Editor’s note: The below interview contains spoilers for Season 6 Episode 6 of Better Call Saul, “Axe and Grind.”
The long-running AMC series Better Call Saul might technically serve as a prequel to Breaking Bad, but has carved out a storytelling niche all its own in the realm of drama television thanks to unexpected twists and phenomenal performances. The show chronicles the journey of Jimmy McGill (Bob Odenkirk), a former conman who aspires to become a decent lawyer, through his seemingly-inevitable descent into the role of crooked criminal defense attorney Saul Goodman. Throughout the prior five seasons, Jimmy’s backstory has played almost in tandem with flash-forward scenes from his post-Breaking Bad life, as we learn more about the people who played such a formative role in shaping his burgeoning professional career in law (like his now-wife Kim Wexler, played by Rhea Seehorn, or his now-late older brother Charles McGill, played by Michael McKean). We also learn how Jimmy’s path first crossed with that of former police officer and security expert Mike Ehrmentraut (Jonathan Banks), and how he ultimately became a “friend of the cartel” rather unwittingly, thanks to tangling with members of the deadly Salamanca crime family, spearheaded by the unpredictable Lalo (Tony Dalton), who frequently clashes with rival drug lord Gus Fring (Giancarlo Esposito).
Ahead of the premiere of Better Call Saul Season 6 Episode 6, “Axe and Grind,” Collider had the opportunity to speak with Esposito about sitting down in the director’s chair to helm what proved to be an utter nail-biter of an episode, especially knowing that there’s only the midseason finale that now awaits viewers. Over the course of the interview, which you can read below, Esposito also discussed what it was like to be on set for an episode he didn’t appear in, how his preparation process differs when it involves being behind or in front of the camera, what allows him to flourish as a director, the most challenging scene for him to tackle in this week’s episode, and more.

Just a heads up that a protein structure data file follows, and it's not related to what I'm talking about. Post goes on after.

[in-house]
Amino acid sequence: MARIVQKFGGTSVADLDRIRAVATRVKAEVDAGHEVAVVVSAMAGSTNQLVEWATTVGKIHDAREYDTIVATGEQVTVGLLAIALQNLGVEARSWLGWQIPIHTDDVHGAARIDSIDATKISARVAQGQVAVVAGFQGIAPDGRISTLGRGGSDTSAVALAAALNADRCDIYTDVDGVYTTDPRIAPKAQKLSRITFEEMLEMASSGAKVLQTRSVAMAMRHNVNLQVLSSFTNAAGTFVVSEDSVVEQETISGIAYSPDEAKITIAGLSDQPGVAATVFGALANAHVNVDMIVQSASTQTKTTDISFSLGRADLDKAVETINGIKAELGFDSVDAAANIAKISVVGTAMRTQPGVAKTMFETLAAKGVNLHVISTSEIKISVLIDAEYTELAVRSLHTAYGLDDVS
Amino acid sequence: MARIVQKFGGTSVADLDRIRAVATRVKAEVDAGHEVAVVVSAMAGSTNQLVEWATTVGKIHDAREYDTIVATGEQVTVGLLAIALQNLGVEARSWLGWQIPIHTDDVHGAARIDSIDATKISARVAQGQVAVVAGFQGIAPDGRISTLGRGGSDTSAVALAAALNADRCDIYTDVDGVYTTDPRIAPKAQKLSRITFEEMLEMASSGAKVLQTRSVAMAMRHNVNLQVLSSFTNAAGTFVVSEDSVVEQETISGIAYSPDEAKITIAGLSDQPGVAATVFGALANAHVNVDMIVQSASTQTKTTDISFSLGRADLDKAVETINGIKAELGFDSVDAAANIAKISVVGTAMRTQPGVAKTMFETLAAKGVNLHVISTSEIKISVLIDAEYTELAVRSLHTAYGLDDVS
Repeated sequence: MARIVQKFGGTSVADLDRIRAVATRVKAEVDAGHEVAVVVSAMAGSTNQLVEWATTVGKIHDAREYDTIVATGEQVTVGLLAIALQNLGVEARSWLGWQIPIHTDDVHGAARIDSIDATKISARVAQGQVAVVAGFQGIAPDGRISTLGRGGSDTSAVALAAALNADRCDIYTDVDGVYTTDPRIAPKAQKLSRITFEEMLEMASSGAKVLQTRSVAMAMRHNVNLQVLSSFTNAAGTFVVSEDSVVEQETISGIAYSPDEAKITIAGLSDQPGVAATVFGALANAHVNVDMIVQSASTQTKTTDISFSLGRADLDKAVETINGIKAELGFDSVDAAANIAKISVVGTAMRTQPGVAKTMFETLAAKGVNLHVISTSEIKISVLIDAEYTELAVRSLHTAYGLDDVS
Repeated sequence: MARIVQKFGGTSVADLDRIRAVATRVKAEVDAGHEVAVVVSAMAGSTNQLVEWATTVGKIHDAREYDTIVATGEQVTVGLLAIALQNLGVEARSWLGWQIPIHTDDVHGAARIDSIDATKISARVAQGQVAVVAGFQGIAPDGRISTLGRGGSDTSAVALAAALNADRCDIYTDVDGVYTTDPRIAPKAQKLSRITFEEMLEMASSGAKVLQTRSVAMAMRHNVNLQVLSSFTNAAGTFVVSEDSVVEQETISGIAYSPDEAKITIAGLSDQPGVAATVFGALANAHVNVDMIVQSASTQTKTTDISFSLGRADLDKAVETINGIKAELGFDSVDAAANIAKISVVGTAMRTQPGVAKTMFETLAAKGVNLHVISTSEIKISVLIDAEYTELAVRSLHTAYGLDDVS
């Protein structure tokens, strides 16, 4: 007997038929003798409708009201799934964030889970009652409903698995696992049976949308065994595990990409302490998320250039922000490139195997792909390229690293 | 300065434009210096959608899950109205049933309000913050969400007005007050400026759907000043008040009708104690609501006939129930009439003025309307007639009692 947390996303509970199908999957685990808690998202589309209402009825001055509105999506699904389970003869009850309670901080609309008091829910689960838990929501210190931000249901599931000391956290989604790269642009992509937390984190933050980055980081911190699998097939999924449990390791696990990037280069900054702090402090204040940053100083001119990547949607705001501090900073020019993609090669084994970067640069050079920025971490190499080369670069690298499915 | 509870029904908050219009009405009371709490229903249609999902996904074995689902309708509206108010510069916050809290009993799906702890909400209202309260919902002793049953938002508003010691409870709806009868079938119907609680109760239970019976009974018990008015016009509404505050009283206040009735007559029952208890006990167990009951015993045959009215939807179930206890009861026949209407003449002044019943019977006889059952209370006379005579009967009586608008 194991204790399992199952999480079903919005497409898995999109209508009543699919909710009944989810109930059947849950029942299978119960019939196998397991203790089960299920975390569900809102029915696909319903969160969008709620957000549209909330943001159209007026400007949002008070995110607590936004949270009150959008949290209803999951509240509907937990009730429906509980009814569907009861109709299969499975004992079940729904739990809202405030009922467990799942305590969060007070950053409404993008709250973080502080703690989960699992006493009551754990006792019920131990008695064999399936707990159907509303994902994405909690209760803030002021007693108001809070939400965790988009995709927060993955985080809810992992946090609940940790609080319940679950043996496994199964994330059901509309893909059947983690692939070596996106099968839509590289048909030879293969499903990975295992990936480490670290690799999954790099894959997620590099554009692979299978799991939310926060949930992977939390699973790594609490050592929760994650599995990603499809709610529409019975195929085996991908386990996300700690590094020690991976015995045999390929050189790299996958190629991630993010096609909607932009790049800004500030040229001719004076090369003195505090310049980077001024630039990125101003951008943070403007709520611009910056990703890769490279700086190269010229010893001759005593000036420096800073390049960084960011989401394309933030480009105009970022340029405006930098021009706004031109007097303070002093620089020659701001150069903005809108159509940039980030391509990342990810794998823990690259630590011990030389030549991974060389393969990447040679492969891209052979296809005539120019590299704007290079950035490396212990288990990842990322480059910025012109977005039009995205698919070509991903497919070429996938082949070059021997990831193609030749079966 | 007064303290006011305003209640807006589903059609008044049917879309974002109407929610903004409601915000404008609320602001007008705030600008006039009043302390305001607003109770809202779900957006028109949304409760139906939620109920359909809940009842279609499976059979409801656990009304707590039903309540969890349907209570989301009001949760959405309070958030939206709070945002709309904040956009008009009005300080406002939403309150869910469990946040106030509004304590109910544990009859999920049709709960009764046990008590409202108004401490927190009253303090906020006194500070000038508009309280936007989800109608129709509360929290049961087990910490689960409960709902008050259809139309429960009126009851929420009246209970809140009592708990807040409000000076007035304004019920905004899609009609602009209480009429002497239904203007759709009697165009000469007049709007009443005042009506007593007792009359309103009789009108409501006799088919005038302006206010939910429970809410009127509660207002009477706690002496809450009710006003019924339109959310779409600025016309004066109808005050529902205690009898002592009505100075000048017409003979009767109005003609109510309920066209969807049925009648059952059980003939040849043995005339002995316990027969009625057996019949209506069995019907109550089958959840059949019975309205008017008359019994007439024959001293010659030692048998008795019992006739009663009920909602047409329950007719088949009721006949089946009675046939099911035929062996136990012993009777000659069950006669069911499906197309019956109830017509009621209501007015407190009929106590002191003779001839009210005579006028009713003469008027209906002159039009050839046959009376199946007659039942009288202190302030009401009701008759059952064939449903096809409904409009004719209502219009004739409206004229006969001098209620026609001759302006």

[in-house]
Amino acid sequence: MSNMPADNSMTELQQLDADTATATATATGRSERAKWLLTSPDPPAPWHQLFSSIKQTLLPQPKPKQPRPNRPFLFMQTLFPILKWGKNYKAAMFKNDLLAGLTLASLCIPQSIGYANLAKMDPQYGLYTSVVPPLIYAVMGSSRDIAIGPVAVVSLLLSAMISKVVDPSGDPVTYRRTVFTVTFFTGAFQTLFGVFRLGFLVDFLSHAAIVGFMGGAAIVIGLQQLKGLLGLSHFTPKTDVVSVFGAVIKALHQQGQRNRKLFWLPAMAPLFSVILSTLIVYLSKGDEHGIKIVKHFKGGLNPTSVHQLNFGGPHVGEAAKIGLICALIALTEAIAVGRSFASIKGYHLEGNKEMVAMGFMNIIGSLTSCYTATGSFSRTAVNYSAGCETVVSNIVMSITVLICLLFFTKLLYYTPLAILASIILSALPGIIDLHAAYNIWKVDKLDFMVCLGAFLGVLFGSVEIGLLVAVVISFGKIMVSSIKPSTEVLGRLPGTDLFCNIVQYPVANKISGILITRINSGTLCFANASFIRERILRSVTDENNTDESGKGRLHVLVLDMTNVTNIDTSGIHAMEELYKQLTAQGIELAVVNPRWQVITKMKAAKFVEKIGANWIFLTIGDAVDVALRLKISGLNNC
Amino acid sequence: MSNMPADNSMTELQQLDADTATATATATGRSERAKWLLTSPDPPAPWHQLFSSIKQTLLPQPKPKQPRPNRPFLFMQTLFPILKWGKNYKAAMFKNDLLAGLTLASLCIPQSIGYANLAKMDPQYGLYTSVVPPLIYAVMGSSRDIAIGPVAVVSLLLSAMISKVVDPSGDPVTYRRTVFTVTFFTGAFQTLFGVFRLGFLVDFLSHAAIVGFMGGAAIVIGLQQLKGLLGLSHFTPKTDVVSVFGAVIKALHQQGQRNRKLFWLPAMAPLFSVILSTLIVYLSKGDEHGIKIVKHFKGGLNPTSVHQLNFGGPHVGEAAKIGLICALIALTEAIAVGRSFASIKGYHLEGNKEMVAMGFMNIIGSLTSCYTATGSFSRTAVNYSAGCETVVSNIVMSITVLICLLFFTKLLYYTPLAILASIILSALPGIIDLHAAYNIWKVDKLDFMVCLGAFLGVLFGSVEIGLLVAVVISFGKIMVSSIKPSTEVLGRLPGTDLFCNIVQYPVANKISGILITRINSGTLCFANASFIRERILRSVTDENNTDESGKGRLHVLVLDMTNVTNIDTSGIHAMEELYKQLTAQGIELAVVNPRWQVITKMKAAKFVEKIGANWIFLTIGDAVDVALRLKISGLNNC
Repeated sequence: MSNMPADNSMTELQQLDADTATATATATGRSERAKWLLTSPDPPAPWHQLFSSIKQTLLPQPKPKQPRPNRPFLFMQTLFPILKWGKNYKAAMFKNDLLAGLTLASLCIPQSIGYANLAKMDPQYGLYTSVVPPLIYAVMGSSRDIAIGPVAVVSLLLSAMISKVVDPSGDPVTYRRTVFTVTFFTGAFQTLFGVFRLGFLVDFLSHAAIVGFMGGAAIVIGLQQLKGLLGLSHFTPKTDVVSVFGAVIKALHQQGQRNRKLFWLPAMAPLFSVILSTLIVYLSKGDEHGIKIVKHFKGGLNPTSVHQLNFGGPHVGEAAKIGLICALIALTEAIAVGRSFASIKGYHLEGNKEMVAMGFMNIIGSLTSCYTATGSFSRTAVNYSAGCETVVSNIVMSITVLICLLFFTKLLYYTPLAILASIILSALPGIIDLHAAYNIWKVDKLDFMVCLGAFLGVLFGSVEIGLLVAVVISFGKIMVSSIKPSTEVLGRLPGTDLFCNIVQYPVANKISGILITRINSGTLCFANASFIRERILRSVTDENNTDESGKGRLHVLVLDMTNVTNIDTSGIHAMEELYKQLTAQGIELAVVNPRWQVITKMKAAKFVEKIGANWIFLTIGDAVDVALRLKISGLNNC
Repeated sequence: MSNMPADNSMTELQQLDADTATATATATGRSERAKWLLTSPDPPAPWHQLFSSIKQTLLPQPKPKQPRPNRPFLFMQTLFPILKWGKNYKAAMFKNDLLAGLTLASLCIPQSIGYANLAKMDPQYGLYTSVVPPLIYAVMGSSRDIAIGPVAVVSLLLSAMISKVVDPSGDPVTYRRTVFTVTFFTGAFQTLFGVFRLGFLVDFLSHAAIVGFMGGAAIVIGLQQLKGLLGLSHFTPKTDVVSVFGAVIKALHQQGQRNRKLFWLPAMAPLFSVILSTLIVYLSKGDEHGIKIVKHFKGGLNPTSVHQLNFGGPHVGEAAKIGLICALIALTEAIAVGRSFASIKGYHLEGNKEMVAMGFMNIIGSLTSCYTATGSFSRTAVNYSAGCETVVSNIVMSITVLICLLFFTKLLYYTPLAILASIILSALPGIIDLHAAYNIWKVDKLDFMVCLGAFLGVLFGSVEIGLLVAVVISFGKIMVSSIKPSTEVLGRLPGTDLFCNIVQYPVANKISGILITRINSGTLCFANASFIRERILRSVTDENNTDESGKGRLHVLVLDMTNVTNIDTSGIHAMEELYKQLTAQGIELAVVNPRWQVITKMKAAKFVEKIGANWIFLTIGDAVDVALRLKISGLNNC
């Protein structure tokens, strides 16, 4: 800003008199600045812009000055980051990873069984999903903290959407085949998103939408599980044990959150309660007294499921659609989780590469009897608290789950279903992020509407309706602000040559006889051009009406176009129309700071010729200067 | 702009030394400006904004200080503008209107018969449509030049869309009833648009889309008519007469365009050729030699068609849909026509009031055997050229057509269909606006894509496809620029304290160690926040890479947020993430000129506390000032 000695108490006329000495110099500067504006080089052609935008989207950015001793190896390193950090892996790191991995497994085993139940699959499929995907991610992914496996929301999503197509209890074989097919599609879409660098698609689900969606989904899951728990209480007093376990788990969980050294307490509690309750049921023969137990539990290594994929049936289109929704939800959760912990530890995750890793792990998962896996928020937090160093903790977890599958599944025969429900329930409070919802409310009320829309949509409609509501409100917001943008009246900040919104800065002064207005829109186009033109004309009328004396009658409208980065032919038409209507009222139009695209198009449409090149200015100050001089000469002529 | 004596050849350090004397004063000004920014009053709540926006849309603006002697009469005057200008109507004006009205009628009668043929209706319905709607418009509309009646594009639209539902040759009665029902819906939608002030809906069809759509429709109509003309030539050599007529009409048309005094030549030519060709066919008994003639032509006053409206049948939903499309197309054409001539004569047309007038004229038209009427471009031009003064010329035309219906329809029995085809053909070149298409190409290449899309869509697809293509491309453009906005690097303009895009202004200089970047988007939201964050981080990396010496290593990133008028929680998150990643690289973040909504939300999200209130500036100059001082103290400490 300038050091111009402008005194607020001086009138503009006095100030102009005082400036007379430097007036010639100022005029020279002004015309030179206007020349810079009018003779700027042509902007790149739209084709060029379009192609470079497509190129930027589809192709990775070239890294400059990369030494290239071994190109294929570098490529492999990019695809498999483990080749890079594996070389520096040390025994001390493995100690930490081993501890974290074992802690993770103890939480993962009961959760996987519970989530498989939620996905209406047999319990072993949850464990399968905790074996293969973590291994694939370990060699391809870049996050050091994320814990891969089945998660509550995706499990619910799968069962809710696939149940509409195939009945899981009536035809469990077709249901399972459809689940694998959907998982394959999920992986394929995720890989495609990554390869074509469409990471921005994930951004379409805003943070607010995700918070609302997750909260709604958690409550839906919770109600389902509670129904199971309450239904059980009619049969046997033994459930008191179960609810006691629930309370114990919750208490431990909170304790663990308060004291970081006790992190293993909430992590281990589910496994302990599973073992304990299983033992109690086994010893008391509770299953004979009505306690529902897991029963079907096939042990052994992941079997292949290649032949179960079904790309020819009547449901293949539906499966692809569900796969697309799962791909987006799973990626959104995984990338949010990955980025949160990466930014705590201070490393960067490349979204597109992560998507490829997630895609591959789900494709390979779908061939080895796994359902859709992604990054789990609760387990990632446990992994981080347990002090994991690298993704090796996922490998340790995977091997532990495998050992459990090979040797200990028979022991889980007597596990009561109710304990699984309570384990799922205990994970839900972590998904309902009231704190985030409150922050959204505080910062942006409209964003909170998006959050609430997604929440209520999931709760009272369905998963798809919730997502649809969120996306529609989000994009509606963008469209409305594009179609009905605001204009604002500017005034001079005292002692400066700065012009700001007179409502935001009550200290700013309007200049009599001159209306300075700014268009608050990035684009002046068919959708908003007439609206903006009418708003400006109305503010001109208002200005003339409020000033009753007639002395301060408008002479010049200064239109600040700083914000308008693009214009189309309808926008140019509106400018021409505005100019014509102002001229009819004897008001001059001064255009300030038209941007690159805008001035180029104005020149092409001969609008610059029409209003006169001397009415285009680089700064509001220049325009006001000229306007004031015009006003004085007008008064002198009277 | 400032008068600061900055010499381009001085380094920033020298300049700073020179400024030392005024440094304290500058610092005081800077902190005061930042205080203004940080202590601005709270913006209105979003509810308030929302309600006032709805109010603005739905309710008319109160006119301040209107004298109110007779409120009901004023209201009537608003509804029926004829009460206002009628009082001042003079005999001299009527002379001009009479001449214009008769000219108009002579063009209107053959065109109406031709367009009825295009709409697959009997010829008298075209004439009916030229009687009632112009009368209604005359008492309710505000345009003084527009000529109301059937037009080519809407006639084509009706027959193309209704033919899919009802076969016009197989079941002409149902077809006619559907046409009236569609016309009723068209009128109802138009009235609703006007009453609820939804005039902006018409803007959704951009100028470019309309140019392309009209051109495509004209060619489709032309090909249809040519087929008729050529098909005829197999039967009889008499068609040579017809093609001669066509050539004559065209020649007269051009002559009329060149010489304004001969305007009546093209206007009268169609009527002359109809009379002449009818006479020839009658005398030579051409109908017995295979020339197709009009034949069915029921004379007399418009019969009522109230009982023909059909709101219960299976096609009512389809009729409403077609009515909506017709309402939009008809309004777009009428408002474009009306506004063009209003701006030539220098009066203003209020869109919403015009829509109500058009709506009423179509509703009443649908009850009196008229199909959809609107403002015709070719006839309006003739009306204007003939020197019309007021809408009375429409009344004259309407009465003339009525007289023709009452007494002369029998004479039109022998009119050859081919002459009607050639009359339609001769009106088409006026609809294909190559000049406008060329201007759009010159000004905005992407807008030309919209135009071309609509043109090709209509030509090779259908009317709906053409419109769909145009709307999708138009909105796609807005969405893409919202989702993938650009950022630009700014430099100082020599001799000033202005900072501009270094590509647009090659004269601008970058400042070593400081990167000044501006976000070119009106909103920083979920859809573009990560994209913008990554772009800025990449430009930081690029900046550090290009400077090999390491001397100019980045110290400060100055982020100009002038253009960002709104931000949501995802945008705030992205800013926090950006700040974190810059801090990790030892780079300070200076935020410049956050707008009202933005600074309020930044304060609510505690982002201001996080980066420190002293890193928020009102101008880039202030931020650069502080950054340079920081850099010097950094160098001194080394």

Collider: It was a pleasant surprise to see that you had stepped into the director’s chair for Monday’s episode. Were you approached, or had you expressed interest in directing? I know that you’ve directed before, so I’m just wondering how this all came together.
GIANCARLO ESPOSITO: Yeah. I was approached by them. They called me in August, Peter [Gillian], and Vince [Gould,] and Melissa Bernstein, our producer, and asked. I was really quite shocked and amazed because it’d been almost 10 years since I had given my second feature film to Vince with the hope that maybe I could be considered to direct an episode of Breaking Bad. Then I saw how it kind of goes, that writers graduate to directors, and people were in line, and I never asked again. I was very respectful of the process that it takes to be able to be invited.
When I was invited, I screamed at the top of my lungs, took the phone from my ear, and went, “Oh my gosh, I can’t believe this is happening.” And then right after that moment, I was like, “Oh my God, how do I do this?” They have a very definitive, distinctive visual style. I’ve directed feature films. This is directing a feature film on television. I equate this season to being the most magnificent ever because it just keeps growing and getting better and better in terms of how the visual story is told. I want it to be able to fit into that visual story in a seamless way without getting in my own way, so that’s how it all came about. Then to extend that, there was great support and great questions asked by the masters of the universe who are Better Call Saul. Peter Gould is really quite amazing at how he sees this show and has such a great grasp on what the show is really about and how all the other characters extend themselves through that visual — not only of Albuquerque, but of Jimmy McGill, Saul Goodman and Gene all wrapped into one, and this very complicated relationship he has with Kim Wexler.